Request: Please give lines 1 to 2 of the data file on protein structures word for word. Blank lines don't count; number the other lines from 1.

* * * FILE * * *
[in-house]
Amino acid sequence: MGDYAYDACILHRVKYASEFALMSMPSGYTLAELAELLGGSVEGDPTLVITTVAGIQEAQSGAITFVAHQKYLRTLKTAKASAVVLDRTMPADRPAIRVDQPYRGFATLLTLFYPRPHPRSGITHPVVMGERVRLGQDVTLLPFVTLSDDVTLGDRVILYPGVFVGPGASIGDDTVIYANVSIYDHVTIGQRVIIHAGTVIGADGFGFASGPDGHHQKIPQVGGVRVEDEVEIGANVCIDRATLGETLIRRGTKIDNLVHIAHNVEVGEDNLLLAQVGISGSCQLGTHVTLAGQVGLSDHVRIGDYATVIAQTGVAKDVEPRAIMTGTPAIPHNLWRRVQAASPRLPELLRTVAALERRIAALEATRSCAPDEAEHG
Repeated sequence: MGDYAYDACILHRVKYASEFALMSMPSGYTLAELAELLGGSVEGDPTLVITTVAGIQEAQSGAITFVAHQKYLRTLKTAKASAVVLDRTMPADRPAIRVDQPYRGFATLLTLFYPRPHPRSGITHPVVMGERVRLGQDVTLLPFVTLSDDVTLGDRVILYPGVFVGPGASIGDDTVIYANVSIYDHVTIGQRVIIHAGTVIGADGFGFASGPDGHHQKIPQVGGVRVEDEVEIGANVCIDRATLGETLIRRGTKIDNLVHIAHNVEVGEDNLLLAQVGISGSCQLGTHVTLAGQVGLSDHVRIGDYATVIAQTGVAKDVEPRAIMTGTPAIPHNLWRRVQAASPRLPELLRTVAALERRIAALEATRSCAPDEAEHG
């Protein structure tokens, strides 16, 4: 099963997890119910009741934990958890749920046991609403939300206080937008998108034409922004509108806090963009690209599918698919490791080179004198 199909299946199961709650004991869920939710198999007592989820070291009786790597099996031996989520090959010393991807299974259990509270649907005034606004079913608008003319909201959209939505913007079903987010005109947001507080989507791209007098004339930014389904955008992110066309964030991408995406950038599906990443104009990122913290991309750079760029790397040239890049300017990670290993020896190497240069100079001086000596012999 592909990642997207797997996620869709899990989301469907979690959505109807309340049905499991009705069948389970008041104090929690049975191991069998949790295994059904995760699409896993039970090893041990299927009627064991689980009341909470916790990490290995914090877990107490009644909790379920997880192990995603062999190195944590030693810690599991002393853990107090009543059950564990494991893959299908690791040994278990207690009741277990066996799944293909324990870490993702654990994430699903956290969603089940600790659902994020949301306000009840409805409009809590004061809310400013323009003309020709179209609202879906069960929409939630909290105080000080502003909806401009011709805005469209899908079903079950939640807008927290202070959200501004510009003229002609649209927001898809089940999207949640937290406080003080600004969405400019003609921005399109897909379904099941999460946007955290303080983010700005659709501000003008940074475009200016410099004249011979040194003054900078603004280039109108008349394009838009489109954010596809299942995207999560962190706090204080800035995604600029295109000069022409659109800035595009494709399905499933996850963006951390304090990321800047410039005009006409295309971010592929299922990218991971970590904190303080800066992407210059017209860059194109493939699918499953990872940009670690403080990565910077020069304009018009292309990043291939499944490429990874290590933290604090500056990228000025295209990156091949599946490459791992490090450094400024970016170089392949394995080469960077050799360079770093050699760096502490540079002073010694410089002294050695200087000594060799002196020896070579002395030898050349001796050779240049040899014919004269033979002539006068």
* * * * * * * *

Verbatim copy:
[in-house]
Amino acid sequence: MGDYAYDACILHRVKYASEFALMSMPSGYTLAELAELLGGSVEGDPTLVITTVAGIQEAQSGAITFVAHQKYLRTLKTAKASAVVLDRTMPADRPAIRVDQPYRGFATLLTLFYPRPHPRSGITHPVVMGERVRLGQDVTLLPFVTLSDDVTLGDRVILYPGVFVGPGASIGDDTVIYANVSIYDHVTIGQRVIIHAGTVIGADGFGFASGPDGHHQKIPQVGGVRVEDEVEIGANVCIDRATLGETLIRRGTKIDNLVHIAHNVEVGEDNLLLAQVGISGSCQLGTHVTLAGQVGLSDHVRIGDYATVIAQTGVAKDVEPRAIMTGTPAIPHNLWRRVQAASPRLPELLRTVAALERRIAALEATRSCAPDEAEHG